Instead, greed has played a big factor in CEO initiatives. It has not been of rare occurrence for Chief executives to siphon off millions of tax dollars that should be going towards access and quality care. It is unethical for executives at nonprofit organizations to exploit their federally granted nontaxable status to enrich themselves (Swiatek, J. , 2005) Attorney General Michael A. Delaney of New Hampshire announced in May of 2010 that he would review the compensation of CEO’s at more than twenty nonprofit hospitals throughout the state.
In a report that reviewed the proposed merger of two health systems, Mr. Delaney expressed his concern about the pay for Alyson Pitman Giles, President ; CEO of Catholic Medical Center, who earned $1. 4 million in 2009. He stated, "Nonprofit leaders must be aware that they are the stewards of the charitable assets they oversee, and those assets are held in trust for charitable purposes, not individual gain," (Gose, B. , 2010)
Non-profit hospitals must provide a minimum of charity care in order to receive its tax-free title and its federal grants. However, many hospitals, although they meet the minimum, make no effort to go above and beyond this threshold, instead rewarding these left over funds to be dispersed to the organization’s high-end executives in the form of company cars and country club memberships (Mahar, M. , 2011). These lavish executive benefits in no way benefit the organization. They are unethical and borderline unlawful.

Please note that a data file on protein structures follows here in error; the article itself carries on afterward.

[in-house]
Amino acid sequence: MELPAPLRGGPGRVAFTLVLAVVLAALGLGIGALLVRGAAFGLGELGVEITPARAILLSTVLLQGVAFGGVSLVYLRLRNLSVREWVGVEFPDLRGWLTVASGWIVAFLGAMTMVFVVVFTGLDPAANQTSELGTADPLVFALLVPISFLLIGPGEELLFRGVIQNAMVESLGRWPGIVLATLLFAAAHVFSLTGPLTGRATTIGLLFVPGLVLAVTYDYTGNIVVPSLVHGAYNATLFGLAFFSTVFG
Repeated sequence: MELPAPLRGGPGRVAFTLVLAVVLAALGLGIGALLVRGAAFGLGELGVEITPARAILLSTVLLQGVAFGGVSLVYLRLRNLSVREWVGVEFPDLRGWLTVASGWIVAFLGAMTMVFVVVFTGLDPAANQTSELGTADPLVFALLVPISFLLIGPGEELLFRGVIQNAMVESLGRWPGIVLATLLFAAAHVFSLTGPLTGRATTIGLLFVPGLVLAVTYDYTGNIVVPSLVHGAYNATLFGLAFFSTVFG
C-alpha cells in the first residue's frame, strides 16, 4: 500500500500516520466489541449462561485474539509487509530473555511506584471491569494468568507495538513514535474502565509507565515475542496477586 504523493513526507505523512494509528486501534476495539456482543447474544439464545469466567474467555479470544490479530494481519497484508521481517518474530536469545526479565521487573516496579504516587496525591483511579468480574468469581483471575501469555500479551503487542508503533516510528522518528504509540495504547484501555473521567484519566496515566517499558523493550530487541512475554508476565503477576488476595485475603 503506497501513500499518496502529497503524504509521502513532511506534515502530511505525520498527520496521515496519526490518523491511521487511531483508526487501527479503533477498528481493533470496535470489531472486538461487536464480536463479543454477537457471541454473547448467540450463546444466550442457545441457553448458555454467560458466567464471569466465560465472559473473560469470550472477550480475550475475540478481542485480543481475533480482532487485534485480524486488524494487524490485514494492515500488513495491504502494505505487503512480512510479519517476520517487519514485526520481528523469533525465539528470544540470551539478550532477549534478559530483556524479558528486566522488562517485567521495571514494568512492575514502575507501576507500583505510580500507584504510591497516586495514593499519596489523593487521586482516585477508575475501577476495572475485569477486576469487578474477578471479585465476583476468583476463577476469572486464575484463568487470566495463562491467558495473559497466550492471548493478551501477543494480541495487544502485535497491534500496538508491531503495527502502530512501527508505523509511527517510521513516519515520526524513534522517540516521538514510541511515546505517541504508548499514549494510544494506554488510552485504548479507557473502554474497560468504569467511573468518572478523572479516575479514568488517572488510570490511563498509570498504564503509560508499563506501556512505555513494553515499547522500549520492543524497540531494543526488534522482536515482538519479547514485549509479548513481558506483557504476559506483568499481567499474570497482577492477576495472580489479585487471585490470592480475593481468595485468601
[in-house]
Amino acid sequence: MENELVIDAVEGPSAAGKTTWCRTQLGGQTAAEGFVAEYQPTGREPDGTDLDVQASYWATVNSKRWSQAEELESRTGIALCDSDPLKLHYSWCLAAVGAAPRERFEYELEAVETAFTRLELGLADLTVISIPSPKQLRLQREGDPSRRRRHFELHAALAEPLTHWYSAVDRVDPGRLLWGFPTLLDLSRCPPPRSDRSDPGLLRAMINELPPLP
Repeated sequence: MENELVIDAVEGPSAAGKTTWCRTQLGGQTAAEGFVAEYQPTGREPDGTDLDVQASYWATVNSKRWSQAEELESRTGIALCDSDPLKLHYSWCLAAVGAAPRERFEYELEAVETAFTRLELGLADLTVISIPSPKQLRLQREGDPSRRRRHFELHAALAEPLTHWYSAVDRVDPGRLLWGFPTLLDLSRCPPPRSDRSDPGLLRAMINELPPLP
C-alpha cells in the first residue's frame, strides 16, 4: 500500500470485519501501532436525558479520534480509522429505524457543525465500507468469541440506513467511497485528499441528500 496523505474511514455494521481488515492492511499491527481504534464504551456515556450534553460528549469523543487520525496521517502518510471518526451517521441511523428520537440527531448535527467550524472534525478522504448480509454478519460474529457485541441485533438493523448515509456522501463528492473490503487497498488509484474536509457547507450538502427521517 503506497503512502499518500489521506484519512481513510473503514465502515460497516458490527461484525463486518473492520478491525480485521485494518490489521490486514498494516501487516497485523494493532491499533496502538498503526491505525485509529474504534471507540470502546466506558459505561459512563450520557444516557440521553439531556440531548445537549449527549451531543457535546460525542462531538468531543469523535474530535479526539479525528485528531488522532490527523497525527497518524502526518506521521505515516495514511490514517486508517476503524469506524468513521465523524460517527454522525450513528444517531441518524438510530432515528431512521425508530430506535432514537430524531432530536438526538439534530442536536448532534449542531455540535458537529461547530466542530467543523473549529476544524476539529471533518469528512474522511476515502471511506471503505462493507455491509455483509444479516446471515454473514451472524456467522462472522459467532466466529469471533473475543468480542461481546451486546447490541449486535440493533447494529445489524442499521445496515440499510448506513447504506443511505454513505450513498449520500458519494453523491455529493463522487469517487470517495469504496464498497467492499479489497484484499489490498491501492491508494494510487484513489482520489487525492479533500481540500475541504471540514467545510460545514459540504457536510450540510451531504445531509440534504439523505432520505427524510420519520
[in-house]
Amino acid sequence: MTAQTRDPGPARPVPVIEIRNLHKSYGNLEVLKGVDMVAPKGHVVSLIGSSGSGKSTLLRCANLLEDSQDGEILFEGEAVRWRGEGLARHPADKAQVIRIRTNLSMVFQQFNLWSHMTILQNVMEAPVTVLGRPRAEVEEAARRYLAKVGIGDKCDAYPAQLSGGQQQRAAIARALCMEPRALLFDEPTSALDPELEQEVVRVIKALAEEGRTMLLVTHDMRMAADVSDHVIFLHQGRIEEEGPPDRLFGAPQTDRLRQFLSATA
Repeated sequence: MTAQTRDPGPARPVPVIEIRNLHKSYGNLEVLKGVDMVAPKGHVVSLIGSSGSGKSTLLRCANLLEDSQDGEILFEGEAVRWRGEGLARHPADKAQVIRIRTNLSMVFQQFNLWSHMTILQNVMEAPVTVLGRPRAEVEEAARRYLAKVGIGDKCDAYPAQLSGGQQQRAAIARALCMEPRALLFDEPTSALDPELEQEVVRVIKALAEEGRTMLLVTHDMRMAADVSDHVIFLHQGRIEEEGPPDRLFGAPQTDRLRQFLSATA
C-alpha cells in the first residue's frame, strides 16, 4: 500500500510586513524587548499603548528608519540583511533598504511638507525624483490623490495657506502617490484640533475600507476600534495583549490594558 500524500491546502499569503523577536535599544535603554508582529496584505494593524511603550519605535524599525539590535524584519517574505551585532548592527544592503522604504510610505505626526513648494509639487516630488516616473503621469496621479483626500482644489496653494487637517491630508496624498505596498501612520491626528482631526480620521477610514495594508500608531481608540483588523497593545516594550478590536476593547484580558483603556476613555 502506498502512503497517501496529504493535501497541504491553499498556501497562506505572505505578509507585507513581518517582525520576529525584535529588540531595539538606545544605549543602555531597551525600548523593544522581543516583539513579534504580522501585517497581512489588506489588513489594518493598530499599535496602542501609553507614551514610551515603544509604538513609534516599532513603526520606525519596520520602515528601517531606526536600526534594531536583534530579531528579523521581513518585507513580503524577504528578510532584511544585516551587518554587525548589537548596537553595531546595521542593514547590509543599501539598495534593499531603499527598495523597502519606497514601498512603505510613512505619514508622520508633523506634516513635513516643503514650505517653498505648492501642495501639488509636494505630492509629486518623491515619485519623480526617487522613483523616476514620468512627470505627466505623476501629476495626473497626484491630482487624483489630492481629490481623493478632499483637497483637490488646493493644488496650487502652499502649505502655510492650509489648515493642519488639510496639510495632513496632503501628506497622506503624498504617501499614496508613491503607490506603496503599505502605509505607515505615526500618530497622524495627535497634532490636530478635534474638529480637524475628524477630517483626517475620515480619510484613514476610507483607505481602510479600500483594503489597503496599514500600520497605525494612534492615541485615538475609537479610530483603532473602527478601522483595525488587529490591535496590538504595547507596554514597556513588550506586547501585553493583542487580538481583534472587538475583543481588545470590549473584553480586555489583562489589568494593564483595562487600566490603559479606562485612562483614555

Federal law states that non-profit, tax-exempt organizations cannot operate to the financial benefit of any individual. In the mid-1990s, Congress passed intermediate sanctions laws that have given the IRS authority to require individuals who make excessive compensation from a non-profit to pay the money back, plus a 25% fin. (Appleby, J. , 2004). It is a common suggestion to compensate executives to match their performance at the organization in which they lead. However there are different ways to measure hospital performance.
There is a measure of how well a CEO does in leading his or her hospital in providing beneficial programs to the community; for example, uncompensated care for the poor. Another way to measure or his or her success is by how well CEO’s implement new programs and services that will in hopes attract private pay customers like specialized surgery centers, imaging centers, and cardiac centers. Many healthcare organizations across the nation are expanding and adding unique services that are attracting private pay customers, giving hospitals the opportunity to increase profits.